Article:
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Posts Tagged ‘Generic top-level domain’


Three Easy Steps to Help You Prepare for New gTLDs

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New-TLDsSince 2009 we have been talking about how New Top Level Domains (New gTLDs) were going to come online in scores. Well, it appears that the domain frenzy has just begun!

Donuts Inc., a new registry services company, is at the forefront of the expansion. Applying for an astounding 307 New gTLDs, Donuts is leading the way in term of getting New gTLDs online. This week the company added 15 more TLDs to the Internet’s root zone. Today there are 31 new extensions accepting applications. If you are a brand, thats 31 domains you’ll have to consider registering — and that number is going to increase to over 600 very quickly.

Here are three easy steps you can take now to be ready for all these new extensions.

Step 1: Register Your Trademarks in the Trademark Clearinghouse

Each new registry, the entity that operates a new gTLD, is required to hold a “Sunrise Period“. This period gives rights holders the opportunity to register domain names matching their registered trademarks before anyone else can access the TLD. The Trademark Clearinghouse, or TMCH, was designed to make registering domain names in this period simple, and is a prerequisite to registering a domain name in the Sunrise Period.

Once you register your mark in the TMCH, you will be able to quickly and easily register a domain name matching your trademark across all available TLDs. Registering a mark is simple, and can be done online.

Step 2: Plan Ahead – You DON’T Have to Register in ALL new gTLDs

Review the list of new gTLDs that have been applied for, and narrow down the list down until it is manageable. Find some nice niche keyword TLDs that fit your brand for example “sony.electronics”, or “kia.autos” — these are a given. Next, find any TLDs that need protecting, for example, “brand.sucks” “brandname.web”. Any consultant telling you to register in all new gTLDs has his head on backwards.

Chances are you have a limited budget, and you’d be wise to stretch that budget as far as you can. Take a look at self-managing your domain names. We make it simple, and we’ll never let your domain expire.

Step 3: Monitor the New Landscape

The TMCH also acts as the first line of defense for protecting your brand in New gTLDs. Anytime a third party tries to register a domain name matching your TMCH record, you’ll receive a notice. This will help you easily monitor the new gTLD landscape and take action quickly if necessary.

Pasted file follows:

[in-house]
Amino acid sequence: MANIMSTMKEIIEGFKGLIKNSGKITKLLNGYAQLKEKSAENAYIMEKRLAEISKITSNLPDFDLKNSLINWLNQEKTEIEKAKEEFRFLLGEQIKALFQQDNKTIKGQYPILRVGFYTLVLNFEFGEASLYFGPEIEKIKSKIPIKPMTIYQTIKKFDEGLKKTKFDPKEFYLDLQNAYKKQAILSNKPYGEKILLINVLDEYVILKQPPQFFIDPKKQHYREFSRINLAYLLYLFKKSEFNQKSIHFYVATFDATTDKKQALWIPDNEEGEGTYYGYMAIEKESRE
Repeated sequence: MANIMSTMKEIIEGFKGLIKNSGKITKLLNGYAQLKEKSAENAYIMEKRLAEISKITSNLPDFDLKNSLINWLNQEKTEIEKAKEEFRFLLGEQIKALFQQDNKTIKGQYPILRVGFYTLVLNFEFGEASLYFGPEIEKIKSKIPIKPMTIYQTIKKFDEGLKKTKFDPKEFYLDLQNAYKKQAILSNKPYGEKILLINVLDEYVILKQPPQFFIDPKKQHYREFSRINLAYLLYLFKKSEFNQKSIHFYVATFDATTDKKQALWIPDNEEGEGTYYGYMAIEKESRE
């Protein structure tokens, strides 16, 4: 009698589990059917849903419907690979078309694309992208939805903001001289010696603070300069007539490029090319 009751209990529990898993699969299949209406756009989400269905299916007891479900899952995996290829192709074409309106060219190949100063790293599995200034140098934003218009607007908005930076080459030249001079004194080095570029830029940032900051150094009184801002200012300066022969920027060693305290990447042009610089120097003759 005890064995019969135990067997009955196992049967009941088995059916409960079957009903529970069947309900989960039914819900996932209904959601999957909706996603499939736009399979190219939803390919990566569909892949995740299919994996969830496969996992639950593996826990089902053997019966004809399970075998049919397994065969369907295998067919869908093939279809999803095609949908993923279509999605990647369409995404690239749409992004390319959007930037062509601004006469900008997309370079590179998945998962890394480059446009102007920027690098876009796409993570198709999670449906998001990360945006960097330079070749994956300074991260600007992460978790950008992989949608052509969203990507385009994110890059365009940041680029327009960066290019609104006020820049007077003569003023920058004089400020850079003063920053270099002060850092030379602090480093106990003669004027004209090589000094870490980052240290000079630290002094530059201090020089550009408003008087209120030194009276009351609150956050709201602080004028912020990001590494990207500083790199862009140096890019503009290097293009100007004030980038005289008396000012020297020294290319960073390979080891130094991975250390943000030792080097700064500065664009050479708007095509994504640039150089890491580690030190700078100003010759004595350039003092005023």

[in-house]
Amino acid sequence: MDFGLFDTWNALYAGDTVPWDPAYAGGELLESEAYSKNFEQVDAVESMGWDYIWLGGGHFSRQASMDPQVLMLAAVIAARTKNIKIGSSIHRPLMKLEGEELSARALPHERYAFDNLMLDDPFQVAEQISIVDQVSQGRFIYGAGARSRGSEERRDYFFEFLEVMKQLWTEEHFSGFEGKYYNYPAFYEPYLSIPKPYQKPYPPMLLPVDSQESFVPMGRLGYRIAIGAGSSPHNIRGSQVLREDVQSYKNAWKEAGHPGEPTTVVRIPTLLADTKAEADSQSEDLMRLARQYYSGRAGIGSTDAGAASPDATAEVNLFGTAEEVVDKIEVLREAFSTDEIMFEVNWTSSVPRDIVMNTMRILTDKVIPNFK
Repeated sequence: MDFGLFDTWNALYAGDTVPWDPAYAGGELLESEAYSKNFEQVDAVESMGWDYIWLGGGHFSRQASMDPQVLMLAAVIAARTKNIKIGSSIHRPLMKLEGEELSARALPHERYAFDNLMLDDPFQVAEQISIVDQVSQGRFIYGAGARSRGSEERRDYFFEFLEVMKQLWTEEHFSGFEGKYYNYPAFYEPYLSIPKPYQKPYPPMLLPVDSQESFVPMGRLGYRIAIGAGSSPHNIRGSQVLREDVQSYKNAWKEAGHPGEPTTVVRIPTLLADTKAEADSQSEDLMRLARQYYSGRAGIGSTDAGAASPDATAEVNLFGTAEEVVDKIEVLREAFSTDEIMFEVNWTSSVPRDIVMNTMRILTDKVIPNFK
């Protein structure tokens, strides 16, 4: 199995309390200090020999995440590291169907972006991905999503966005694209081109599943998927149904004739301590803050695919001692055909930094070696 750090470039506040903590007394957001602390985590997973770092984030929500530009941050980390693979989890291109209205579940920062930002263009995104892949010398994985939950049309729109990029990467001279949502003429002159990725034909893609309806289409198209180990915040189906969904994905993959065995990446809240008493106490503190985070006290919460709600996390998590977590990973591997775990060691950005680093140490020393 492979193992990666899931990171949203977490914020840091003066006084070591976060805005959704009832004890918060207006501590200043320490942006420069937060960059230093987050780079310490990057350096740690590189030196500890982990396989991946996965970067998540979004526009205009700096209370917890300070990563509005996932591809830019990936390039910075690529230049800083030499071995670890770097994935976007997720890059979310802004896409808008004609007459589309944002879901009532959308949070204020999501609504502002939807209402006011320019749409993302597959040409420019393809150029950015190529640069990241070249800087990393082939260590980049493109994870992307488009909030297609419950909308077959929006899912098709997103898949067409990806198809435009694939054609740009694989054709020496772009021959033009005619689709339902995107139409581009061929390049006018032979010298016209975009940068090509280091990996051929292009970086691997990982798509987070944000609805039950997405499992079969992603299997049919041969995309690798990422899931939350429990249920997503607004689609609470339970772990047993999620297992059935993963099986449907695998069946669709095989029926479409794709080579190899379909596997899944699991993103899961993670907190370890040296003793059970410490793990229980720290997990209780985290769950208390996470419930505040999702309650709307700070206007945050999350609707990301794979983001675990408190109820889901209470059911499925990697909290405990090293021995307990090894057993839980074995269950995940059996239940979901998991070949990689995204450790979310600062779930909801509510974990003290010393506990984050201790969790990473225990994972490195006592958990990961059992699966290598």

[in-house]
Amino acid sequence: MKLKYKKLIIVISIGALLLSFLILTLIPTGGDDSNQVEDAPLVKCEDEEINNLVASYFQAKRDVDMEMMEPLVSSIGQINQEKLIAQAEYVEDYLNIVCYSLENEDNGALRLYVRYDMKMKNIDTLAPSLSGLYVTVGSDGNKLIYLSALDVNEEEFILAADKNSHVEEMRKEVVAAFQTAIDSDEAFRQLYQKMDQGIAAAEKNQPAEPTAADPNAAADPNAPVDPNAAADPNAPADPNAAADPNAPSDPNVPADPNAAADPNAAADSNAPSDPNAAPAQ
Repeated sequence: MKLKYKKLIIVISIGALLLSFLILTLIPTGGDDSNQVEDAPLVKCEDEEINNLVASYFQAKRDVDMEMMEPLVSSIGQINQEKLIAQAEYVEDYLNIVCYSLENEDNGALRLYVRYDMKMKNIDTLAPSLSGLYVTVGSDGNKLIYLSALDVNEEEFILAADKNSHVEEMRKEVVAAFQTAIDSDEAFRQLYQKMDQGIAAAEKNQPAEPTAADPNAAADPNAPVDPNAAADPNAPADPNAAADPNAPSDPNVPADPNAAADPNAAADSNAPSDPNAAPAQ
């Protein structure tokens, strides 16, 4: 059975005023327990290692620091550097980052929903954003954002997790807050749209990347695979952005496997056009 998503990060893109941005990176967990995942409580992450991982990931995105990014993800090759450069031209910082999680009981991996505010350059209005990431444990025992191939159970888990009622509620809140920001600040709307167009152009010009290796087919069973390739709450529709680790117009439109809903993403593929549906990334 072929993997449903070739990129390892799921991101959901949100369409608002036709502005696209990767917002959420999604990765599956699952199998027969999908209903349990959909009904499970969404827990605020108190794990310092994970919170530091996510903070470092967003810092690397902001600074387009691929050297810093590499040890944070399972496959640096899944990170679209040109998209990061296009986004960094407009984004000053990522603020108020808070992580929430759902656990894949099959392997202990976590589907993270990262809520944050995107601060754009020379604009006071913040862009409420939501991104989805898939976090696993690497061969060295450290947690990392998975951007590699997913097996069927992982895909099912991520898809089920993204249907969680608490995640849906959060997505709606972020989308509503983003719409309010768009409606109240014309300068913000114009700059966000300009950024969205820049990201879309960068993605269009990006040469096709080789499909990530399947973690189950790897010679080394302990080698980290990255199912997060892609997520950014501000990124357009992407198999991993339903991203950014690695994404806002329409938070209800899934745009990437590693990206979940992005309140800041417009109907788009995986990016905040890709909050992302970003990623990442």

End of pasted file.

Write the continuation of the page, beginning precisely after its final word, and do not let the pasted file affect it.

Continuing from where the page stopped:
Learn more about the TMCH by watching the video below, or visit our registrar partner to get started with your TMCH registration today, and begin registering in the Sunrise period online.

 

New gTLD Delegations Set to Begin

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The Internet Corporation for Assigned Names and Numbers (ICANN) began its contracting process for New gTLD Registry Operators back in July 2013 when it ceremoniously invited representatives from four registries up on stage to sign the first registry agreements at its public meeting held in Durban, South Africa. This was a huge milestone for ICANN and sent good vibes throughout the community that the new gTLD program was on track.  ICANN had announced that it would be able to sign agreements to the tune of 20 per week.

Unfortunately, the plans for the contracting process didn’t fully go as anticipated.  It took over a month for the next twelve contracts to finally get executed, and today only 70 new gTLD contracts have executed. It seemed like progress had been stalled after community insiders presented ICANN with concerns over “name collisions” — the possibility that requests for internal names used in private networks (.mail, .home, or .corp) will query the public root and thus collide with newly delegated TLDs in the public root —  in New gTLDs, and asked ICANN to further delay the launch of New gTLDs until it can guarantee the safety and stability issues in the DNS.

Despite the many challenges that face the program, today ICANN enthusiastically announced that the first four domains had been cleared to proceed to delegation.  The first four strings were the first to contract with ICANN and now appear to be on their way into the Internet’s Root Zone.  There is no word on the timeline for the delegation, nor for subsequent launch, but New gTLD Applicants can sleep well tonight knowing that progress has been made.

These first New gTLDs to be added to the root are all IDN strings:

  • شبكة (xn--ngbc5azd) – the Arabic word for “Web” or “Network”
    Registry : International Domain Registry Pty. Ltd.
  • онлайн (xn--80asehdb) – Russian for “Online”
    Registry: Core Association
  • сайт (xn--80aswg) – Russian for “Web site”
    Registry: Core Association
  • 游戏 (xn--unup4y) – Chinese for “Game”
    Registry: Spring Fields, LLC

Indeed this is a big step for the future of the Internet and 2014 will bring about a lot of changes to the Domain Name System.

 

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Independent Objector Files 24 Objections for New gTLDs